Surgery of the oesophagus. Trans Med Soc Lond 1936, 59, 171.
The debatable land in the management of malignant disease. Presidential address, section of surgery. Proc Roy Soc Med 1937, 30, 301.
Labour complicated by thrombosis of mesentery: resection of 10 feet of small bowel; patient alive and in good health 24 years later. Lancet, 1937, 1, 802.
What research owes to the Paget tradition; Stephen Paget lecture, Research Defence Society. Fight against disease, 1935, 25, 3311 and 52-58.
Acute appendicitis. Brit med J 1938, 2, 691.
The surgery of the gall-bladder and bile-ducts. Lettsomian lectures, Medical Society of London. Trans Med Soc Lond 1939, 62, 238.
Non-malignant stenosis of oesophagus. Brit J Surg 1939, 26, 555.
The Macewen outlook in surgery. Glasgow, Jackson, 1939. 72 pages.
War wounds of solid abdominal viscera. Med Press, 1940, 204, 266.
Gunshot wounds of the heart. Brit med J 1941, 1, 938.
Hindquarter amputation for chondrosarcoma. Proc Roy Soc Med 1941, 34, 562. Modern operative surgery, 3rd edition, Cassell, 1943. 2 vols. 2236 pages.
Injuries and diseases of the oesophagus. Hume lecture, Newcastle, 1943. London, Cassell, 1946. 100 pages. (Reprinted from Newcastle med J 1944-45, 22, 32 and 53.) Fibrous structure of the gullet of 19 years' duration; feeding by extrathoracic rubber oesophagus throughout greater part of that time. Restoration of normal swallowing by bouginage. Closure of gastrostomy and oesophagostomy. Brit J Surg 1943, 30, 344.
Transplantation of ureters into the large bowel. Presidential address, Medical Society of London 1943. Trans Med Soc Lond 1944-46, 64, 1.
Injuries to main bile ducts. Lancet, 1944, 1, 621.
The Hunterian Museum yesterday and tomorrow. Hunterian oration, Royal College of Surgeons, 1945. London, Cassell, 1946. 87 pages.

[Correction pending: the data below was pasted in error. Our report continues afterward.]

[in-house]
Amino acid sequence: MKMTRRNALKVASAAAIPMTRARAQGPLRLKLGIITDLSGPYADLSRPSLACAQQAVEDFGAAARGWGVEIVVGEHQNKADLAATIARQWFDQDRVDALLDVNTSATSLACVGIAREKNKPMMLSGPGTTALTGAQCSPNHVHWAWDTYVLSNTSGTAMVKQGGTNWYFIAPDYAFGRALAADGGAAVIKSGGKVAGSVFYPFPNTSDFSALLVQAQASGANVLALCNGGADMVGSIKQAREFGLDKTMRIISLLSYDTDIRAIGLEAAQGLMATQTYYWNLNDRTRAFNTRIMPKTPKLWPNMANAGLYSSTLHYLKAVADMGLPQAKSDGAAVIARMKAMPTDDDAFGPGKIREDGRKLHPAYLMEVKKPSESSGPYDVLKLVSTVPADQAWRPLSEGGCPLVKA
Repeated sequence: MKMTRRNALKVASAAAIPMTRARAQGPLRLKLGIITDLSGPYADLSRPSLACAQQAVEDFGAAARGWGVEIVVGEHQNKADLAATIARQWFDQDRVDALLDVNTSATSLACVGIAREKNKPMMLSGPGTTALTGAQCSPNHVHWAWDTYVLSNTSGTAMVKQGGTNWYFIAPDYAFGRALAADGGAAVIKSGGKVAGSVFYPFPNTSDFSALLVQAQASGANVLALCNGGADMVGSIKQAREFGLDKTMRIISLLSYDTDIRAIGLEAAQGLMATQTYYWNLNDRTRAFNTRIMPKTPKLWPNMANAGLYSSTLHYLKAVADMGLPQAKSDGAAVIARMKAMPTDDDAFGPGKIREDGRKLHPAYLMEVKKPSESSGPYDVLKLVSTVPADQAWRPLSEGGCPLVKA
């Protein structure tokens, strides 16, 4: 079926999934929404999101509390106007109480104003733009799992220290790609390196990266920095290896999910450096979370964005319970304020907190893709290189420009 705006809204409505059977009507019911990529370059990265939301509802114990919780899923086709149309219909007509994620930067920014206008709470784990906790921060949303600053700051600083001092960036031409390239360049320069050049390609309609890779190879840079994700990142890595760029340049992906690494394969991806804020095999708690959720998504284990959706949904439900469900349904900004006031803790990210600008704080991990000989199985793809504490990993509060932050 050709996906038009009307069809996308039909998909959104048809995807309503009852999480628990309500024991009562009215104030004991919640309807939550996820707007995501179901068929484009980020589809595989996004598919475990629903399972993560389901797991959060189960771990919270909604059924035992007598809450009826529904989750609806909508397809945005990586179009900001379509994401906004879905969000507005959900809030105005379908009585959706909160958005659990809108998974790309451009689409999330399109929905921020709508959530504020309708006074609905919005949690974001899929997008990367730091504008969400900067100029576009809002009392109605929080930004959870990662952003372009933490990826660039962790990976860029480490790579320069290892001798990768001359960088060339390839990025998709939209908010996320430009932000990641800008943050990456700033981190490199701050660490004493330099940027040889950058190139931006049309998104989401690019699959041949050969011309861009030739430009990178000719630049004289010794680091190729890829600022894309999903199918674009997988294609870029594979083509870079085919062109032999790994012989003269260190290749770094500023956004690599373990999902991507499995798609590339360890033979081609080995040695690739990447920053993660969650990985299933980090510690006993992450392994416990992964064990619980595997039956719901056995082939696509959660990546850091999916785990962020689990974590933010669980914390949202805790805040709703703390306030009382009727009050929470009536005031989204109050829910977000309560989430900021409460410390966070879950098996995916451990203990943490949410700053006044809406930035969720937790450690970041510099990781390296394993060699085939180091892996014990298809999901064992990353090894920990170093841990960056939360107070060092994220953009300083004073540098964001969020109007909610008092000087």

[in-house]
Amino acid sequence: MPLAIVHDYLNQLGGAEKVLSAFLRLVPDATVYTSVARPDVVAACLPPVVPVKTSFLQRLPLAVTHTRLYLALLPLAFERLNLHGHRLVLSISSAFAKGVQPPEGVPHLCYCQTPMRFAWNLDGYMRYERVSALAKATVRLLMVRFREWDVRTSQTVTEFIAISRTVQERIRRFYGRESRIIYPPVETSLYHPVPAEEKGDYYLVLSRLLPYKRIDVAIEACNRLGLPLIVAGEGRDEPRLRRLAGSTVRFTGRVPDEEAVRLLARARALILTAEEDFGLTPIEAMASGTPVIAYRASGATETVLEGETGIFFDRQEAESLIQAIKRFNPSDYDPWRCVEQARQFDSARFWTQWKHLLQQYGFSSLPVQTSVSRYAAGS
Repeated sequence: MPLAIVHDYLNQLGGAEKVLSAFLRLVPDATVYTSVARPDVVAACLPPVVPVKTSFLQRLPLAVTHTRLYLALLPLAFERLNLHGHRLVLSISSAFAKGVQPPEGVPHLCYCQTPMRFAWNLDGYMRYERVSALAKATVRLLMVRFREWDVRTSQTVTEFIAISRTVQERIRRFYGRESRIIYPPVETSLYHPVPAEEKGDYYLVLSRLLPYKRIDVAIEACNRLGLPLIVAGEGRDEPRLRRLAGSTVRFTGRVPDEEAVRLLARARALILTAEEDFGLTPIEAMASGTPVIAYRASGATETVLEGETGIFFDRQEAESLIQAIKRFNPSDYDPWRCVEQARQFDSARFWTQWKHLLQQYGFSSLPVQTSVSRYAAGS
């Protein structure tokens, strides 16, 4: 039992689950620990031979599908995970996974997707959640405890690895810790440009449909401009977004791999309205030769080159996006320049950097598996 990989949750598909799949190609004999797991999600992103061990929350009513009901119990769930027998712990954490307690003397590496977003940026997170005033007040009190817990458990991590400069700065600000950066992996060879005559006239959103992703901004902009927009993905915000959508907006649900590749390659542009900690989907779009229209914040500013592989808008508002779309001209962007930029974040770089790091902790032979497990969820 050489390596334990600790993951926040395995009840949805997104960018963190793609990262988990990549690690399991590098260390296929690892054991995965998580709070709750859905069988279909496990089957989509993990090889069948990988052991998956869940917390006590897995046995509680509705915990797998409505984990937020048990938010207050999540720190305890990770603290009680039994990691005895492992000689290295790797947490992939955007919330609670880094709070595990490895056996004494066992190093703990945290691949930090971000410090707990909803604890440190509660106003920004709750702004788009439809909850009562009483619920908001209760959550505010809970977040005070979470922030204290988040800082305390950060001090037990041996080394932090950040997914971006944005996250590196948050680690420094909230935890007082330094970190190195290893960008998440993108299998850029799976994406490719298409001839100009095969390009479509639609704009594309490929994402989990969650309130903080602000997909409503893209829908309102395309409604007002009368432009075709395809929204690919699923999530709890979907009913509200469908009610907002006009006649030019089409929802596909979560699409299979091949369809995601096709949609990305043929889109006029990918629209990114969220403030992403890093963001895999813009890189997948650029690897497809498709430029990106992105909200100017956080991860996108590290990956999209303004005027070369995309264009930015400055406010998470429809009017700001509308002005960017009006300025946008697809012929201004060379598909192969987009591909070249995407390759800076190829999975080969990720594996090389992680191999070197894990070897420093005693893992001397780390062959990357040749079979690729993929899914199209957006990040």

Tooth-plate impacted in gullet for 15 years; removal by transthoracic oesophagotomy. Brit J Surg 1947, 34, 290.
Result of arthroplasty of elbow joint after 32 years. Edin med J 1947, 54, 225; referring to his case reported in the same Journal, 1914, 12, 432.
Rutherford Morison and his achievement. 1st Rutherford Morison lecture, 1947. Newcastle med J 1948, 23, 87-112, the whole June issue.

Sources used to compile this entry: [The Times, 28 August 1951, p 6e, and 29th p 6e-f by Sir Gordon Gordon-Taylor; Brit J Surg 1951, 39, 193, by Sir G Gordon-Taylor and Professor Lambert Rogers, with portrait; Brit med J 1951, 2, 550, with good portrait, taken late in life, and appreciations by Sir G Gordon-Taylor and Professor Rogers, and p 614 by Sir Allen Daley and Dr George Hurrell, and p 679 by Norman Hodgson, McNeill Love, and another; Lancet, 1951, 2, 406, with portrait taken in middle age, and appreciations by Lambert Rogers, G Mason, V Z Cope, and others, and p 455 eulogy by T H S; Med Press, 1951, 226, 240; Newcastle med J 1951, 24, 87, with excellent portrait; information from his son; personal knowledge].